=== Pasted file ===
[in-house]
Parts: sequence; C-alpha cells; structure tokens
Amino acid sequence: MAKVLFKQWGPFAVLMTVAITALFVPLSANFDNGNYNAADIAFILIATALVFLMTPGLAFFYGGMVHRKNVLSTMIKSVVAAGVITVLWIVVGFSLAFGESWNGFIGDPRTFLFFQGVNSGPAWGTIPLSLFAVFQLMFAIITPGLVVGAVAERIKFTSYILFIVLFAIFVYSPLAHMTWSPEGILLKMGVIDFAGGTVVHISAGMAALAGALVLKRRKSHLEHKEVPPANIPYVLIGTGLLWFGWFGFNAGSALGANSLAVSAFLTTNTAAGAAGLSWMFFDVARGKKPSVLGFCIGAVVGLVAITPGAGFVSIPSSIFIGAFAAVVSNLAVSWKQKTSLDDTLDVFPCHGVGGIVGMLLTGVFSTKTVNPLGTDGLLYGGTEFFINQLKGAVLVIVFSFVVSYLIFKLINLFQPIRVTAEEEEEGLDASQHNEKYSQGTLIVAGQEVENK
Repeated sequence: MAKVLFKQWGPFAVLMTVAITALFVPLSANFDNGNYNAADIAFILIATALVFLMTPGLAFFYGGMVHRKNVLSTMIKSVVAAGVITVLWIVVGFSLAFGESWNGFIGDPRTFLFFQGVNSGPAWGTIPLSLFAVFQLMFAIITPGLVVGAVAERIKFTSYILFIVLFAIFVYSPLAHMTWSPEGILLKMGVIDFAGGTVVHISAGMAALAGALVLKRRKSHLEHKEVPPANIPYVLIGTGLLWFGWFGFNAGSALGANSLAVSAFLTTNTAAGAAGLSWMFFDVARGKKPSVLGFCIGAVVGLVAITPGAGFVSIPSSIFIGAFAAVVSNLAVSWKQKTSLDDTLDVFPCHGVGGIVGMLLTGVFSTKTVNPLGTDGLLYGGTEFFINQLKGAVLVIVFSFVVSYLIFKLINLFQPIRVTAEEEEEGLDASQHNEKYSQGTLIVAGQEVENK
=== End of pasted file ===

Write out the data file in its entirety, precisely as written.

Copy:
[in-house]
Parts: sequence; C-alpha cells; structure tokens
Amino acid sequence: MAKVLFKQWGPFAVLMTVAITALFVPLSANFDNGNYNAADIAFILIATALVFLMTPGLAFFYGGMVHRKNVLSTMIKSVVAAGVITVLWIVVGFSLAFGESWNGFIGDPRTFLFFQGVNSGPAWGTIPLSLFAVFQLMFAIITPGLVVGAVAERIKFTSYILFIVLFAIFVYSPLAHMTWSPEGILLKMGVIDFAGGTVVHISAGMAALAGALVLKRRKSHLEHKEVPPANIPYVLIGTGLLWFGWFGFNAGSALGANSLAVSAFLTTNTAAGAAGLSWMFFDVARGKKPSVLGFCIGAVVGLVAITPGAGFVSIPSSIFIGAFAAVVSNLAVSWKQKTSLDDTLDVFPCHGVGGIVGMLLTGVFSTKTVNPLGTDGLLYGGTEFFINQLKGAVLVIVFSFVVSYLIFKLINLFQPIRVTAEEEEEGLDASQHNEKYSQGTLIVAGQEVENK
Repeated sequence: MAKVLFKQWGPFAVLMTVAITALFVPLSANFDNGNYNAADIAFILIATALVFLMTPGLAFFYGGMVHRKNVLSTMIKSVVAAGVITVLWIVVGFSLAFGESWNGFIGDPRTFLFFQGVNSGPAWGTIPLSLFAVFQLMFAIITPGLVVGAVAERIKFTSYILFIVLFAIFVYSPLAHMTWSPEGILLKMGVIDFAGGTVVHISAGMAALAGALVLKRRKSHLEHKEVPPANIPYVLIGTGLLWFGWFGFNAGSALGANSLAVSAFLTTNTAAGAAGLSWMFFDVARGKKPSVLGFCIGAVVGLVAITPGAGFVSIPSSIFIGAFAAVVSNLAVSWKQKTSLDDTLDVFPCHGVGGIVGMLLTGVFSTKTVNPLGTDGLLYGGTEFFINQLKGAVLVIVFSFVVSYLIFKLINLFQPIRVTAEEEEEGLDASQHNEKYSQGTLIVAGQEVENK